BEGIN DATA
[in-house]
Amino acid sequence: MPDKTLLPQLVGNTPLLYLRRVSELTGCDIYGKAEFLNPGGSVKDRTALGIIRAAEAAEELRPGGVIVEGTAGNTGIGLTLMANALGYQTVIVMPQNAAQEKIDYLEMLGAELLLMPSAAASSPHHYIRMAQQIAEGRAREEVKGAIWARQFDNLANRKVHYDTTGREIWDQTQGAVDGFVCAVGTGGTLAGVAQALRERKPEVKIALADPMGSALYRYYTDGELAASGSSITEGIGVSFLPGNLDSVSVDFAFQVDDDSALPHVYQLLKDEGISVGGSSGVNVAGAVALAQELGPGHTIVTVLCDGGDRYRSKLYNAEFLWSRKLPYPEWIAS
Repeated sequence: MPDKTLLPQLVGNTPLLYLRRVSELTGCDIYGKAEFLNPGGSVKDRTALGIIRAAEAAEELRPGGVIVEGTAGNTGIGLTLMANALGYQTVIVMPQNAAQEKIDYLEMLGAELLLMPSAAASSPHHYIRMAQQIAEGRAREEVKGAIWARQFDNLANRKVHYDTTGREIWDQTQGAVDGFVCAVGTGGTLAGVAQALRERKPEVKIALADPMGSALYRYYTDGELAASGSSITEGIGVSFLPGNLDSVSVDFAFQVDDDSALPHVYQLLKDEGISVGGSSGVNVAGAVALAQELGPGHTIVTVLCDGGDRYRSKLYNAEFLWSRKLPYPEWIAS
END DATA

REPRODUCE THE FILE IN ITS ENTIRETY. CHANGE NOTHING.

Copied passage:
[in-house]
Amino acid sequence: MPDKTLLPQLVGNTPLLYLRRVSELTGCDIYGKAEFLNPGGSVKDRTALGIIRAAEAAEELRPGGVIVEGTAGNTGIGLTLMANALGYQTVIVMPQNAAQEKIDYLEMLGAELLLMPSAAASSPHHYIRMAQQIAEGRAREEVKGAIWARQFDNLANRKVHYDTTGREIWDQTQGAVDGFVCAVGTGGTLAGVAQALRERKPEVKIALADPMGSALYRYYTDGELAASGSSITEGIGVSFLPGNLDSVSVDFAFQVDDDSALPHVYQLLKDEGISVGGSSGVNVAGAVALAQELGPGHTIVTVLCDGGDRYRSKLYNAEFLWSRKLPYPEWIAS
Repeated sequence: MPDKTLLPQLVGNTPLLYLRRVSELTGCDIYGKAEFLNPGGSVKDRTALGIIRAAEAAEELRPGGVIVEGTAGNTGIGLTLMANALGYQTVIVMPQNAAQEKIDYLEMLGAELLLMPSAAASSPHHYIRMAQQIAEGRAREEVKGAIWARQFDNLANRKVHYDTTGREIWDQTQGAVDGFVCAVGTGGTLAGVAQALRERKPEVKIALADPMGSALYRYYTDGELAASGSSITEGIGVSFLPGNLDSVSVDFAFQVDDDSALPHVYQLLKDEGISVGGSSGVNVAGAVALAQELGPGHTIVTVLCDGGDRYRSKLYNAEFLWSRKLPYPEWIAS